Someday Ideas:
    1. I think my kids would enjoy attempting their own replicas of the artist's works. Someday we'll branch out to this. We're moving slowly towards the hands-on expression part. We are just beginning to express our artistic talents with our nature journals... one step at a time.
    2. I would REALLY like to take them to some art museums in the States. Someday.
    3. I'd also like to have my favorite prints printed in 8x11, framed and then displayed somewhere in our house... if I had anything on my walls at all, it would be nice! (I have moved AGAIN since I wrote this... but it still reflects my current status!)
    4. Of course if we lived in the US, I'd be at the library (every day all day... oh wait, I'd need to go home for meals...) checking out those books that are like coffee table quality... with the really big prints! Oh, sad. No. I will not give in to the temptation to complain...
    So, there you have it.
    Hopefully, you've picked up an idea or two to add to your family's Artist Study.

    Please add any unique ideas that you do in the comments section. I always like to hear about what works for you.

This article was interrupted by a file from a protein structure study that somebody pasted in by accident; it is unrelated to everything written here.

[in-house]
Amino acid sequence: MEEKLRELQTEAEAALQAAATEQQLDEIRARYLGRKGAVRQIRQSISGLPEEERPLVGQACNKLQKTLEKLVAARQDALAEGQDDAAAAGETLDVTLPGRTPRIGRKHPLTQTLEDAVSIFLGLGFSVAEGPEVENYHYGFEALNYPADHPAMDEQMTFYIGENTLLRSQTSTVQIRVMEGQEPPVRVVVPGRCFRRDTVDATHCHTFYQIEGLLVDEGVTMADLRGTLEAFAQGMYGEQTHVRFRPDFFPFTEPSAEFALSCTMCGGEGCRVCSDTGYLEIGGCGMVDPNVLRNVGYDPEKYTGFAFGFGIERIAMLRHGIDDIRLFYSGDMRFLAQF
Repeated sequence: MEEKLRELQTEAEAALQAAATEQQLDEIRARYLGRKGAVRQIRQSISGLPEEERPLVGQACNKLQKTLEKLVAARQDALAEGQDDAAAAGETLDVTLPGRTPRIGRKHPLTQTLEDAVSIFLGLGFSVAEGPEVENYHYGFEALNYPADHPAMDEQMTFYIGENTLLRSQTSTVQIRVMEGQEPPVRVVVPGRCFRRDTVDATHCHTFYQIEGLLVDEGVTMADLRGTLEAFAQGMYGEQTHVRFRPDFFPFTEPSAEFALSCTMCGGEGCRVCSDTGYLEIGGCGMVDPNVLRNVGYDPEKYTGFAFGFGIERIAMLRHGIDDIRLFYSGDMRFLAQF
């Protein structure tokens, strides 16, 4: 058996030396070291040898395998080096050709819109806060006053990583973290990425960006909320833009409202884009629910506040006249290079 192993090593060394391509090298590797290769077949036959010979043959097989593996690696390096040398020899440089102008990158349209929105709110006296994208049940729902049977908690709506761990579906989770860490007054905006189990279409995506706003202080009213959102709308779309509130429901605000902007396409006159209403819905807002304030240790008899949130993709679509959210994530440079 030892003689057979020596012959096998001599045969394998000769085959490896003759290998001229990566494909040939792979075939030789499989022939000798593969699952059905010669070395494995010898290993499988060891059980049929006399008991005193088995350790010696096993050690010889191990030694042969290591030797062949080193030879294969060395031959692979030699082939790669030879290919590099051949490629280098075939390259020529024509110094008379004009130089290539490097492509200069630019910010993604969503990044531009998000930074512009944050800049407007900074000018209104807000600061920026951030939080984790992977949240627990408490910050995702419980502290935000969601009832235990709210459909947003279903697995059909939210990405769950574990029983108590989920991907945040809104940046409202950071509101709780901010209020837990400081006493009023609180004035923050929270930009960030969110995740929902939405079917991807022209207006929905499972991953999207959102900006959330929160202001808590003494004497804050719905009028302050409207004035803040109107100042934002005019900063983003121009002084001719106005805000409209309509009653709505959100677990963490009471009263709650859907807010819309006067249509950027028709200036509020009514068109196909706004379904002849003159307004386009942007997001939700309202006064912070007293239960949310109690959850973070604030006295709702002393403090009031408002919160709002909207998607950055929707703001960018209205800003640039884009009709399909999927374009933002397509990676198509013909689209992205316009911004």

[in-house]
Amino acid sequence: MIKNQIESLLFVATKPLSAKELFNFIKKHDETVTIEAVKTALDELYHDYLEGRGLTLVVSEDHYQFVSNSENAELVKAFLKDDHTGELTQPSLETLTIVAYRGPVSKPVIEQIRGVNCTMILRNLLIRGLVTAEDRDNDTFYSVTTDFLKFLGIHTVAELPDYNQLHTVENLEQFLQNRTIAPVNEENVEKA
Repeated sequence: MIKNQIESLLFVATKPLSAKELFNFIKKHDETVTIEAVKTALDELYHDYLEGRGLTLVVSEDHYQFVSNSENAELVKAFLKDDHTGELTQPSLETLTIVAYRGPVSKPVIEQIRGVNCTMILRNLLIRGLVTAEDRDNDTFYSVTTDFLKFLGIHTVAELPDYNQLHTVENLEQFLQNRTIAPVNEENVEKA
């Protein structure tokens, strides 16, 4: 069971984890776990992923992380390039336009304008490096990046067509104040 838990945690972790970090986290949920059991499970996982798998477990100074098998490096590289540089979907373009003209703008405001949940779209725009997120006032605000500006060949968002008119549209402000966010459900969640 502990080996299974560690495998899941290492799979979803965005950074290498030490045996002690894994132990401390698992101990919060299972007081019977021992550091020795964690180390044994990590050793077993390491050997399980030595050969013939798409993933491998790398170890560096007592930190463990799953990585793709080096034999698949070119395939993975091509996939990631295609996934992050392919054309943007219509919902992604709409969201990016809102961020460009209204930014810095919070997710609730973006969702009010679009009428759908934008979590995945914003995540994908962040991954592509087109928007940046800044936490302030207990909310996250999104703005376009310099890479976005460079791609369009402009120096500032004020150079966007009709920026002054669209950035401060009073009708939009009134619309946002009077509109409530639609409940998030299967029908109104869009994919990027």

Related Posts:

    A Child's History of Art - Hillyer
    Artist Study: Caspar David Friedrich
    Artist Study: Van Gogh
    Artist Study: Links

    Tuesday, May 19, 2009

    Artist Study: Van Gogh

    The AO advisory team has chosen Van Gogh for this term's artist.
    If you'd like to have access to pdf files for printing off your own copies go to: AO Art Prints

    please visit
    That's my FAVORITE Van Gogh: (I also have it as the background on My Desktop)

    I'm sure glad that we are using this curriculum, and this is one of the biggest reasons why! I love the exposure we're getting to some of the world's greatest artists. Not just to study them, but we are learning more appreciation for art in general... our own artistic talents, those of all kinds of people around us, as well as the classics. I love how it expands our world.

    Most people have heard of Van Gogh, but I wonder how many people could identify his art? I can confidently say that I could not, previous to our AO artist study experience.